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Statement by Mr. MA Xinmin, Chinese Delegate, at the Sixth Committee of the 60th Session of the UN General Assembly, on Item 80: Report of the International Law Commission on the work of its 57th session

2005/11/01

(Effects of Armed Conflicts on Treaties, Diplomatic Protection and Fragmentation of International Law)

New York, 1 November 2005

Mr. Chairman,

Today I would like to comment on three topics, namely: effects of armed conflicts on treaties, diplomatic protection and fragmentation of international law.

I. Effects of Armed Conflicts on Treaties

The ILC considered at its 57th session the first report on “effects of armed conflicts on treaties” submitted by Mr. Ian Brownlie, the Special Rapporteur, in which he provided an entire set of draft articles. We appreciate the efficiency of the Special Rapporteur. We also note that the Secretariat has prepared a memorandum entitled, “The effects of armed conflicts on treaties: an examination of practice and doctrines” for the reference of the Commission, which we believe is very helpful. Now I would like to comment briefly on this topic.

With regard to the scope of application of the draft articles, we believe that the Special Rapporteur’s approach of limiting the study to treaties between States is too narrow, because some treaties entered into by international organizations are also affected by armed conflicts, and should therefore be included in the study under this topic. On the other hand, however, the scope of “armed conflicts” as they appear in the draft articles is too broad. Without a strict limitation to “international” armed conflicts, it is possible that military action taken by a State internally against rebel groups may be inappropriately included in the scope of application of the draft articles.

Regarding the idea put forward by the Special Rapporteur, namely, the outbreak of an armed conflict does not ipso facto terminate or suspend the operation of treaties. We basically agree with this idea and believe that it will contribute to the stability of treaty relations. We also agree with the Special Rapporteur that the intention of state parties is an important criterion in determining whether treaties should be terminated or suspended at the outbreak of armed conflicts. However, in view of the fact that at the time when state parties enter into a treaty, they generally do not anticipate and make arrangements for the application of the treaty during armed conflicts, it seems that the determination of the intention of state parties should not only be based on their intention at the time of joining the treaty, but also on their implementation of the treaty, including the situation after the outbreak of armed conflicts. Furthermore, the nature, object, and purpose of the treaty are also important in determining intention. Thus, comprehensive consideration is needed in determining whether a treaty continues to be valid, and one of the important elements in such consideration is the intention of state parties when they concluded the treaty.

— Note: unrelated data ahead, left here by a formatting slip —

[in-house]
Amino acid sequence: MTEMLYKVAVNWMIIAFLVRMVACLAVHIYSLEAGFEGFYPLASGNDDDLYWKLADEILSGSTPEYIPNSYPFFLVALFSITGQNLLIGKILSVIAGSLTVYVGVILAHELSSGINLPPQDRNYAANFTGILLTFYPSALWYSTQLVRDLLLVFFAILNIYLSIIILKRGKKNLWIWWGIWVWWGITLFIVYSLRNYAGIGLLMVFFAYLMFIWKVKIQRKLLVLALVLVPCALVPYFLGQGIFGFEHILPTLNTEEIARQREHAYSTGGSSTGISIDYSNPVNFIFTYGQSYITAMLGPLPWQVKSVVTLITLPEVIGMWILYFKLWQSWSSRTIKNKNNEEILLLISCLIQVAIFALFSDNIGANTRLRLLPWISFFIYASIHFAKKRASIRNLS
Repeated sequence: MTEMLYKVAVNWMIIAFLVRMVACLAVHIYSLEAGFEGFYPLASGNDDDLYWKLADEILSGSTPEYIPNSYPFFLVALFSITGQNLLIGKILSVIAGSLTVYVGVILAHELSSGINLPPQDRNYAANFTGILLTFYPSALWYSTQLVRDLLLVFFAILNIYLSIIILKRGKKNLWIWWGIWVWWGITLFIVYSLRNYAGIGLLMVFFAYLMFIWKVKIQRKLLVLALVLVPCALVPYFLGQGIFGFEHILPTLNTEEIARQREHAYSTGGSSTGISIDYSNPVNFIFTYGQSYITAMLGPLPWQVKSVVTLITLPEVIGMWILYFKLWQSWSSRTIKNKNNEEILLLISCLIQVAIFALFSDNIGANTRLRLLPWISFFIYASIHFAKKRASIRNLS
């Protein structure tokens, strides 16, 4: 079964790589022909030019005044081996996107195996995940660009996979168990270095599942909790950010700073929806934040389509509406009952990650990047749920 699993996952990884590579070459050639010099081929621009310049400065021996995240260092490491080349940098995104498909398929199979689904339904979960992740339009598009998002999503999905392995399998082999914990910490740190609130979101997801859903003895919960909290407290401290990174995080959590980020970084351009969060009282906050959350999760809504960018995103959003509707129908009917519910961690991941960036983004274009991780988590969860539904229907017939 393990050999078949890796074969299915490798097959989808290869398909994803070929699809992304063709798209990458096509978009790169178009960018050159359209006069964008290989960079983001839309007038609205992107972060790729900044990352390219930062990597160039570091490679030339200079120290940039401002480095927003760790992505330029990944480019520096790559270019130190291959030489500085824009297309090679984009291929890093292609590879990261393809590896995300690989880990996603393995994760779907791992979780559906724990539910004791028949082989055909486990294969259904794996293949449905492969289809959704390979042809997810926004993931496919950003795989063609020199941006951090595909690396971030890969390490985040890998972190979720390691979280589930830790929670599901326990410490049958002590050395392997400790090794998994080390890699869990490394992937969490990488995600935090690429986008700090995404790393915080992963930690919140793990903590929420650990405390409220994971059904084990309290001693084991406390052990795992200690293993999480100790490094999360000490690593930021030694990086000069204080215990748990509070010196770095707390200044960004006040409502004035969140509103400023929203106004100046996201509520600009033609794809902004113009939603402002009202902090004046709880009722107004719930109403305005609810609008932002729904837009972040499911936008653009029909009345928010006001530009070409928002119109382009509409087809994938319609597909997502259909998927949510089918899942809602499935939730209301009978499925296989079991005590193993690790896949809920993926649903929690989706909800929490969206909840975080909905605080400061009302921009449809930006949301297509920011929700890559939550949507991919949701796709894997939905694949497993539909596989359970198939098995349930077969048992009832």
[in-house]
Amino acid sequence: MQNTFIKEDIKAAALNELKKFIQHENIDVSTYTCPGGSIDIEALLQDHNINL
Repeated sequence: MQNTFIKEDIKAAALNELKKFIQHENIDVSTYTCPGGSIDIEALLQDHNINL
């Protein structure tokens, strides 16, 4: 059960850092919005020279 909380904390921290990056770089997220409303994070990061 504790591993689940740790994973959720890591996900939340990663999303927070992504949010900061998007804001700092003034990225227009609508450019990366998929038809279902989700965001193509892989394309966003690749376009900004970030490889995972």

With regard to the provision contained in the draft articles that the termination or suspension of a treaty shall not be affected by the legality of the conduct of the parties to the armed conflict, we fully understand the Special Rapporteur's consideration that the determination of illegal use of force is highly political, and that in the absence of such a determination by an authoritative body, allowing a state to affect the validity of a treaty concerned by a unilateral assertion of illegality of the conduct of another state would not be conducive to the stability of international relations. However, we also hold that the legitimacy of the use of force does have a bearing on treaty relations. For instance, since the Charter of the United Nations recognizes a state's right of self-defense prior to necessary measures taken by the Security Council, when a state exercises its right of self-defense in accordance with the provisions of the Charter, it seems that it should have the right to suspend in whole or in part the implementation of a treaty which conflicts with its right of self-defense. We believe that this issue deserves further in-depth study.

II. Diplomatic Protection

The ILC considered at its 57th session whether it was necessary to include a provision on the “clean hands doctrine” in the “Draft Articles for Diplomatic Protection”. The Special Rapporteur Mr.Dugard submitted the sixth report on this topic. We appreciate his outstanding work and we agree in principle with his view that it is not necessary to include the clean hands doctrine in the articles for diplomatic protection.

III. Fragmentation of International Law

We appreciate the initial results achieved by the Study Group on this topic under the leadership of Mr. Martti Koskenniemi.

The study of fragmentation of international law is not only of theoretical significance but also of major practical importance. Of particularly importance are studies of the “lex specialis rule” and the question of “self-contained regimes”, and hierarchy in international law. These studies will facilitate an international consensus on these issues, further establish the primary status of the basic principles of international law, standardize international practice, and thereby help realize the objective of establishing rule of law throughout the international community.

We look forward to next year's report by the Study Group, which we believe will be of great reference value to governments, international organizations and jurists.

Thank you, Mr. Chairman.

 

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